Revising on the run or studying on the sofa: prospective associations between physical activity, sedentary behaviour, and exam results in British adolescents.

Corder K, Atkin AJ, Bamber DJ, Brage S, Dunn VJ, Ekelund U, Owens M, van Sluijs EM, Goodyer IM - Int J Behav Nutr Phys Act (2015)

Results are from two level linear regression models adjusted for MFQ, BMI z-score, deprivation, season of physical activity measurement and sex. Results are shown for objectively measured sedentary time and moderate and vigorous physical activity (MVPA), and self-reported separate and composite screen time (TV, Internet and Computer Games) and non-screen sedentary behaviours (homework and reading). Values represent adjusted associations (Beta (95 % CI)) between academic achievement (total GCSE points) and sedentary variables (hours/day) and MVPA (mins/day)
© Copyright Policy - OpenAccess
Related In: Results  -  Collection

Show All Figures
getmorefigures.php?uid=PMC4559961&req=5

Fig1: Results are from two level linear regression models adjusted for MFQ, BMI z-score, deprivation, season of physical activity measurement and sex. Results are shown for objectively measured sedentary time and moderate and vigorous physical activity (MVPA), and self-reported separate and composite screen time (TV, Internet and Computer Games) and non-screen sedentary behaviours (homework and reading). Values represent adjusted associations (Beta (95 % CI)) between academic achievement (total GCSE points) and sedentary variables (hours/day) and MVPA (mins/day)
Mentions: Results showing associations between all exposures and academic performance are shown in Table 2 and also displayed in Fig. 1. MVPA was not significantly associated with academic performance. Objectively measured sedentary time was positively associated with academic performance. Differential effects by type of sedentary behaviour were observed. Screen time was associated with fewer total GCSE points but conversely, non-screen sedentary time (reading/homework) was associated with higher academic performance. Self-reported sedentary variables remained significant when mutually adjusted and when adjusted for objective sedentary time and MVPA indicating independent associations with academic performance.Table 2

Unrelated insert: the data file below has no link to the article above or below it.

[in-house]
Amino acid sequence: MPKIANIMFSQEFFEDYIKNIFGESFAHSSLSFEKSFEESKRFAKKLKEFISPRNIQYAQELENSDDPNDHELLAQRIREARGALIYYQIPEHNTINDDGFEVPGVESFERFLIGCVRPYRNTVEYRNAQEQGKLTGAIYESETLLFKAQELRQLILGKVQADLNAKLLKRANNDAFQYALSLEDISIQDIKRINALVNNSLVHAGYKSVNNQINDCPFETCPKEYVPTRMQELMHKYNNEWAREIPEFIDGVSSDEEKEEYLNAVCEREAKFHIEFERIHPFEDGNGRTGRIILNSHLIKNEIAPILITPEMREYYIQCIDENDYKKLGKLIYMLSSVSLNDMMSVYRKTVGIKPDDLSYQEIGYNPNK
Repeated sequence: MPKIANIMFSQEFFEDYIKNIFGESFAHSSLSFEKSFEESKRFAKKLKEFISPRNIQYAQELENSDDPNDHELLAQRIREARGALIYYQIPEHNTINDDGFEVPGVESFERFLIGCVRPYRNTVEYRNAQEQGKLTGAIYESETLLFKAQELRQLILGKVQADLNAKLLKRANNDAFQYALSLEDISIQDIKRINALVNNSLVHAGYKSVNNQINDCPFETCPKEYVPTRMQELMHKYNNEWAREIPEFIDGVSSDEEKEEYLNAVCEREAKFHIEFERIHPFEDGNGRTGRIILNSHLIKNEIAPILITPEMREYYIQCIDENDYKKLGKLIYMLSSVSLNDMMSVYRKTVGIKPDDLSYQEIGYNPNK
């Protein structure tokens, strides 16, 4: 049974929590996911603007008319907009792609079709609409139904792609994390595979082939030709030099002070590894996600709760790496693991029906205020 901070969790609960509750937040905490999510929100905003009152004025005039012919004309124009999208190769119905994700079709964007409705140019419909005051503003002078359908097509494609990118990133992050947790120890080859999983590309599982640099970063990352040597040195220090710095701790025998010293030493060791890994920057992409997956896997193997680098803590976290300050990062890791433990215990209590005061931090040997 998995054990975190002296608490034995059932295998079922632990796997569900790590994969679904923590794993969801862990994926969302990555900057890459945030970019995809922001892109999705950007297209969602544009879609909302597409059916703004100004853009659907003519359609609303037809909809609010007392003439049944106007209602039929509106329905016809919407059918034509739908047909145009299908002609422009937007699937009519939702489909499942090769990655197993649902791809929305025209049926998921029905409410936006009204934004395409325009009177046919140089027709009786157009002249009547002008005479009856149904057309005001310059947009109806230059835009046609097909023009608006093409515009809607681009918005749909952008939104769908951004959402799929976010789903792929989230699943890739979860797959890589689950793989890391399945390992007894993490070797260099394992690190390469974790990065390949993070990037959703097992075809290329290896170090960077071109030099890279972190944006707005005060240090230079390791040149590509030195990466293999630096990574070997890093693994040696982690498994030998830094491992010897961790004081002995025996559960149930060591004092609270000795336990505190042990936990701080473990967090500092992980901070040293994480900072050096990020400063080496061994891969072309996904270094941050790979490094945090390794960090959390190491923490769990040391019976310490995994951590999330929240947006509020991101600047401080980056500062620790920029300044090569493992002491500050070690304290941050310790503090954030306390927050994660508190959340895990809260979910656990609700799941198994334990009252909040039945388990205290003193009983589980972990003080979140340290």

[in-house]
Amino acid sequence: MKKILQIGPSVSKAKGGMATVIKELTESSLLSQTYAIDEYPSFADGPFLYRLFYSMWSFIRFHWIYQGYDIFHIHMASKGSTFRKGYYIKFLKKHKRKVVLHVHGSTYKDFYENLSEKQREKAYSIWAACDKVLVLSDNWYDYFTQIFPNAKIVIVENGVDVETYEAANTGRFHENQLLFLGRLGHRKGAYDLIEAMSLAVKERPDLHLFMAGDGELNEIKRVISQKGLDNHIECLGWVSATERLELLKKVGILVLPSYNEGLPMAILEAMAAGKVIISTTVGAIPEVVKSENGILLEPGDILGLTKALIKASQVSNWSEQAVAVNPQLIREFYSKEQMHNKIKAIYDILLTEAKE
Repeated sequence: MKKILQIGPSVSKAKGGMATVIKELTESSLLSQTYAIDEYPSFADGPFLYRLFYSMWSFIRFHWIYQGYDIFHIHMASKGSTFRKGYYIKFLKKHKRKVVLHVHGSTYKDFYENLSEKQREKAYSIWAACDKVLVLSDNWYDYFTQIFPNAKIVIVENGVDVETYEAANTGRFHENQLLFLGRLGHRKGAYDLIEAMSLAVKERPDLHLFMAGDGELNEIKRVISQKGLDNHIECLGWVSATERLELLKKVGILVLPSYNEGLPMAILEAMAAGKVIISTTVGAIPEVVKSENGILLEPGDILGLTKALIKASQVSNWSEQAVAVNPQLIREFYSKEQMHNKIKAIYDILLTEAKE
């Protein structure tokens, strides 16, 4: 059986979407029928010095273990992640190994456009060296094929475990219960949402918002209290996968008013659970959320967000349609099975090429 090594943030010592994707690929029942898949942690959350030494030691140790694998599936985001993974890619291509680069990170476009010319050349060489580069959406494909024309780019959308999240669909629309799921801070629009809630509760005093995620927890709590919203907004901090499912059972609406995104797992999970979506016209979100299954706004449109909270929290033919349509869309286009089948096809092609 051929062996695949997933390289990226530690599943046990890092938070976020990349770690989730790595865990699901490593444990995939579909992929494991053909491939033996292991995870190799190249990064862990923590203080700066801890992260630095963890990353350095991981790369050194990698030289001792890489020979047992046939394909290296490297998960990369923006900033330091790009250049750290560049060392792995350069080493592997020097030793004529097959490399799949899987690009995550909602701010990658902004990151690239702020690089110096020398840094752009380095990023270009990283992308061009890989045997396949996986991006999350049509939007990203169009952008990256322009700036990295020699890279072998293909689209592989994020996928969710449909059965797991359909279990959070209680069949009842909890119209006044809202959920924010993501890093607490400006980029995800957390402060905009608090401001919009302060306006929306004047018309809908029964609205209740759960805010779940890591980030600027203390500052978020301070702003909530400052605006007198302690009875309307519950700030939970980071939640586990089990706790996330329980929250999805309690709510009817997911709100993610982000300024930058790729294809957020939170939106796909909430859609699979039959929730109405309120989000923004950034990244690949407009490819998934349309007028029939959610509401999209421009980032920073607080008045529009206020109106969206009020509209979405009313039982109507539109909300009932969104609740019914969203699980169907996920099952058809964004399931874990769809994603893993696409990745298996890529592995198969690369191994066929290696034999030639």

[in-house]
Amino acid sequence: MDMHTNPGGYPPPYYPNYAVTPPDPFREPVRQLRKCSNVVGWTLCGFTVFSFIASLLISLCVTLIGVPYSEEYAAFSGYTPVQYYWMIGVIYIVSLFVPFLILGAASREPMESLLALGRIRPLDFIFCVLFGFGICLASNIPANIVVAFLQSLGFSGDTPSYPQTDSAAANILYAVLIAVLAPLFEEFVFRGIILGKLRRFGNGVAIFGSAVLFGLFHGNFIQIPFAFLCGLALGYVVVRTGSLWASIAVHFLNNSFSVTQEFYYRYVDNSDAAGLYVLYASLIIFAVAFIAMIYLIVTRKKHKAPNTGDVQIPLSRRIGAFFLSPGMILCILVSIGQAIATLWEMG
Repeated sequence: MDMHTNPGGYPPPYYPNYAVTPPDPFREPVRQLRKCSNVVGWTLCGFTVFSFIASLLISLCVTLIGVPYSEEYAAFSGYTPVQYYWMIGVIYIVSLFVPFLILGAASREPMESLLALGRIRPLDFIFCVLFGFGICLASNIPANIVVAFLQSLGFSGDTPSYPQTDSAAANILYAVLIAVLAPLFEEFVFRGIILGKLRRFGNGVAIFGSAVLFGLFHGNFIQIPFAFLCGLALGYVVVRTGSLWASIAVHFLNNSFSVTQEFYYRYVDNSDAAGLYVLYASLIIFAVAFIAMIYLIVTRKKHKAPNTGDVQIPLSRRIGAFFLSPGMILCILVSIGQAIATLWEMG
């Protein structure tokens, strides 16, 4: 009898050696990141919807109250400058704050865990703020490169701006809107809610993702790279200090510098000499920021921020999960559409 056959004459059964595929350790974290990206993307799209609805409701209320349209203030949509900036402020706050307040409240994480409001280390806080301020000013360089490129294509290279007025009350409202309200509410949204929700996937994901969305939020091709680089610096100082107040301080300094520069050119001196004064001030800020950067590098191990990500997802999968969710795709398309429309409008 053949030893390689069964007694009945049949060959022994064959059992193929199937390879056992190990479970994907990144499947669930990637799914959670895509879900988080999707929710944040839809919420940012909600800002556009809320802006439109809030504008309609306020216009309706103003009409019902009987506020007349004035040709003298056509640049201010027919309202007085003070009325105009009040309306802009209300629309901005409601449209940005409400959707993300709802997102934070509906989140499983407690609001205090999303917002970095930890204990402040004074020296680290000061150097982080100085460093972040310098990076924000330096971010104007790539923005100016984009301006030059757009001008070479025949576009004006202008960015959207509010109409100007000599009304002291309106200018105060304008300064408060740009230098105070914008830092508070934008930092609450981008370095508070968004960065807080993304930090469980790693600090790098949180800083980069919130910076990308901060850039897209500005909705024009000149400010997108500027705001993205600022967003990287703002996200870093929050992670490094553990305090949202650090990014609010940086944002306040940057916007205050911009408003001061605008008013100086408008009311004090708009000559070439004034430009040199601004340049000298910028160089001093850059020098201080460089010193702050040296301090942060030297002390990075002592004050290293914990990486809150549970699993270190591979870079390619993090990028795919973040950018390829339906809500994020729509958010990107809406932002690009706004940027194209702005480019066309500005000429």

Bottom Line: GCSE results at 16y were obtained from national records.PA was not associated with academic performance.Concerns that encouraging more physical activity may result in decreased academic performance seem unfounded.

View Article: PubMed Central - PubMed

Affiliation: MRC Epidemiology Unit, University of Cambridge School of Clinical Medicine, Box 285 Institute of Metabolic Science, Cambridge Biomedical Campus, Cambridge, CB2 0QQ, UK. klc29@medschl.cam.ac.uk.

ABSTRACT

Background: We investigated prospective associations between physical activity/sedentary behaviour (PA/SED) and General Certificate of Secondary Education (GCSE) results in British adolescents.

Methods: Exposures were objective PA/SED and self-reported sedentary behaviours (screen (TV, Internet, Computer Games)/non-screen (homework, reading)) measured in 845 adolescents (14·5y ± 0·5y; 43·6 % male). GCSE results at 16y were obtained from national records. Associations between exposures and academic performance (total exam points) were assessed using multilevel mixed-effects linear regression adjusted for mood, BMI z-score, deprivation, sex, season and school; potential interactions were investigated.

Results: PA was not associated with academic performance. One-hour more accelerometer-assessed SED was associated with (β(95 % CI)) 6·9(1·5,12·4) more GCSE points. An extra hour of screen time was associated with 9.3(-14·3,-4·3) fewer points whereas an extra hour of non-screen time (reading/homework) was associated with 23·1(14·6,31·6) more points. Screen time was still associated with poorer scores after adjusting for objective PA/SED and reading/homework.

Conclusions: An extra hour/day of screen time at 14·5y is approximately equivalent to two fewer GCSE grades (e.g., from B to D) at 16y. Strategies to achieve the right balance between screen and non-screen time may be important for improving academic performance. Concerns that encouraging more physical activity may result in decreased academic performance seem unfounded.

No MeSH data available.


Related in: MedlinePlus